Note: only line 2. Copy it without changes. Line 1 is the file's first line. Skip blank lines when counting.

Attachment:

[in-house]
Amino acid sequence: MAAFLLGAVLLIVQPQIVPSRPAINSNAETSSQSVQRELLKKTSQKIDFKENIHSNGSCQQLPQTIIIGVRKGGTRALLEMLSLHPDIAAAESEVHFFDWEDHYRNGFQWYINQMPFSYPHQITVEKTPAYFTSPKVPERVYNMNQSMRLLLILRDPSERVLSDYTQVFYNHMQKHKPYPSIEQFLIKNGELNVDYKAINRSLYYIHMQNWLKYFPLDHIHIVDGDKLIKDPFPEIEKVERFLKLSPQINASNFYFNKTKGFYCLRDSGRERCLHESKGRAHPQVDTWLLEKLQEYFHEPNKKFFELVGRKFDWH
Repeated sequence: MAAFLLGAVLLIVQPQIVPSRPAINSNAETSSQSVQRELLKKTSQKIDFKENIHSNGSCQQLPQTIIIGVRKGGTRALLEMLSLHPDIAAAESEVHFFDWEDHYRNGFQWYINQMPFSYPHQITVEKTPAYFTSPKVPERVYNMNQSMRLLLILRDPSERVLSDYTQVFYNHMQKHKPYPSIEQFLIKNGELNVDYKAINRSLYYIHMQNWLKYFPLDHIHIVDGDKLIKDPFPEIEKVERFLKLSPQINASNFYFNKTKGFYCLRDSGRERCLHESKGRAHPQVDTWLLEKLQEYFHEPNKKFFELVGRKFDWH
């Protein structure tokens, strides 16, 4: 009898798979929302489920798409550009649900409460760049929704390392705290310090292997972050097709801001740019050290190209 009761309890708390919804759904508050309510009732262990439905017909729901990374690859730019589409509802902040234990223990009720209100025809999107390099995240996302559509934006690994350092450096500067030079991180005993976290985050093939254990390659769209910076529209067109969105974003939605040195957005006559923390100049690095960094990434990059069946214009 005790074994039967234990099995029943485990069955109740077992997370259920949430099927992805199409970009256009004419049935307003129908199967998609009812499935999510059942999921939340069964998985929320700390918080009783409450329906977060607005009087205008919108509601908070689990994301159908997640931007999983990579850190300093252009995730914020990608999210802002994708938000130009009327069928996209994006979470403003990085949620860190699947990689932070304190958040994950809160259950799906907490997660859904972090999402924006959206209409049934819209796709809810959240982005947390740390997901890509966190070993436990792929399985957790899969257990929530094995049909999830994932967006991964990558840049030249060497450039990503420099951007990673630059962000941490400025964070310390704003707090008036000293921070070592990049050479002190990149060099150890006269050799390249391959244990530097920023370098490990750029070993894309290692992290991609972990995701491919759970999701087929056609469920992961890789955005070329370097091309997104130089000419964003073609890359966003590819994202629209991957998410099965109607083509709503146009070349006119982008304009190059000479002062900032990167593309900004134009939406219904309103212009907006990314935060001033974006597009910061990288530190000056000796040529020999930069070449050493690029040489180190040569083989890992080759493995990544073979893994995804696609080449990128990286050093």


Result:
Amino acid sequence: MAAFLLGAVLLIVQPQIVPSRPAINSNAETSSQSVQRELLKKTSQKIDFKENIHSNGSCQQLPQTIIIGVRKGGTRALLEMLSLHPDIAAAESEVHFFDWEDHYRNGFQWYINQMPFSYPHQITVEKTPAYFTSPKVPERVYNMNQSMRLLLILRDPSERVLSDYTQVFYNHMQKHKPYPSIEQFLIKNGELNVDYKAINRSLYYIHMQNWLKYFPLDHIHIVDGDKLIKDPFPEIEKVERFLKLSPQINASNFYFNKTKGFYCLRDSGRERCLHESKGRAHPQVDTWLLEKLQEYFHEPNKKFFELVGRKFDWH